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How to Survive (and Enjoy) Potentially Dangerous Rafting Season

After years of drought, the vast majority of Colorado suddenly has water aplenty thanks to a notably wet winter and spring that produced a snowpack estimated at 625 percent above the median in a recent report cited by Colorado Parks and Wildlife.

But too much water can create just as many problems as not enough, particularly when it comes to outdoor recreation activities such as rafting, kayaking, tubing, paddleboarding, wakeboarding or plain ol' swimming.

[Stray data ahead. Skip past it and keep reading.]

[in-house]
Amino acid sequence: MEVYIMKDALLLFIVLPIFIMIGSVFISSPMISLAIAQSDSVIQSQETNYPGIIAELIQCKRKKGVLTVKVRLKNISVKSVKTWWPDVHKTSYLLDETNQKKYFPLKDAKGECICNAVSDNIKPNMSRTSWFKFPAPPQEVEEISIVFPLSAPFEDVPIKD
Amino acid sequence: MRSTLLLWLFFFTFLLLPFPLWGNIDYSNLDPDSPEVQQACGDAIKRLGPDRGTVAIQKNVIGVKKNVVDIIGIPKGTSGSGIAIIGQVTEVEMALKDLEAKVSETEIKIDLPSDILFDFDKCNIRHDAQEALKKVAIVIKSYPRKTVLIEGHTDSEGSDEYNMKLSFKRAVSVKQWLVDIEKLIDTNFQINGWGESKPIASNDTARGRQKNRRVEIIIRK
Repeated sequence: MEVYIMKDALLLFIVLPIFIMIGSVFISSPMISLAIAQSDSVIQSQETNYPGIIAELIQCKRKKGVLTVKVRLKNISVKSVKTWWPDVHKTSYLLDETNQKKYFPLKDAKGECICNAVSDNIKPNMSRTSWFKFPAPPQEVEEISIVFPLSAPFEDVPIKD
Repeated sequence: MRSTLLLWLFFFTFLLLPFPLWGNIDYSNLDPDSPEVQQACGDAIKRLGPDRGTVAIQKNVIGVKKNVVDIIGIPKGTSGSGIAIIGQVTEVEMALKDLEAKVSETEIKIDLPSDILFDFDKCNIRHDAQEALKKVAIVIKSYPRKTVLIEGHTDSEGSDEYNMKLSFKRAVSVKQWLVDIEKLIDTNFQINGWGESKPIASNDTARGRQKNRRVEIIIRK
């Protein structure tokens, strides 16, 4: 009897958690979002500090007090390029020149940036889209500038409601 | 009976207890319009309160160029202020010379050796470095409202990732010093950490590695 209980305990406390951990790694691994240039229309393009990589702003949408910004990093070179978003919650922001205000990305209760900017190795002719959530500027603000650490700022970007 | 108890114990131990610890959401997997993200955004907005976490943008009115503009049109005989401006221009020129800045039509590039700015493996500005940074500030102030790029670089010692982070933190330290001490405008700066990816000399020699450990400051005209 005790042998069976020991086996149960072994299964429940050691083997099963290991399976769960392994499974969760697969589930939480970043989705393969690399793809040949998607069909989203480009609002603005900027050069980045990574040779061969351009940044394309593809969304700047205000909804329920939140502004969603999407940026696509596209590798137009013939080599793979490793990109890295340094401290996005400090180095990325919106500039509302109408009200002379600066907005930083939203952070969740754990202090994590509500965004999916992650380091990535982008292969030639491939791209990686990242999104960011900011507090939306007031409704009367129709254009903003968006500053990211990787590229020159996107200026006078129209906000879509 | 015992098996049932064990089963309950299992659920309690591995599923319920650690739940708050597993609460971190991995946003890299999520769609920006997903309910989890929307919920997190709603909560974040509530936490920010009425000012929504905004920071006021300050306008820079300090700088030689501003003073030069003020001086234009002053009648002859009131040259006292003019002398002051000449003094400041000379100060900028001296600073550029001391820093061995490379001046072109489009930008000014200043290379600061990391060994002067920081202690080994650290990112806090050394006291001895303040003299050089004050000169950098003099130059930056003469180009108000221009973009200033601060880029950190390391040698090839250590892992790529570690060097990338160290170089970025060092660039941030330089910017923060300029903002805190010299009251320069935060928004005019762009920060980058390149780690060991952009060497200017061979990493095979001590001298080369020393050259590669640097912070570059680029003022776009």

Fast and full rivers, creeks and streams, plus lakes and reservoirs at or near capacity, are attracting large numbers of people from within and outside the state even before the official start of summer. Unfortunately, these conditions are contributing to a significant number of accidents. Already this month, a Texas man on a Boy Scouts trip drowned in the Arkansas River and Russia's Nikolay Pezhemskiy lost his life when his raft flipped on the Eagle River, six Dolores River tubers had to be rescued, and Roberta Sophia Rodriguez, a woman from Colorado Springs, is still missing after falling into the Rio Grande River on June 15. In addition, CPW put out an alert about the use of personal flotation devices after rangers were barely able to save a man not wearing one who fell off his paddleboard at Ridgway State Park on June 13.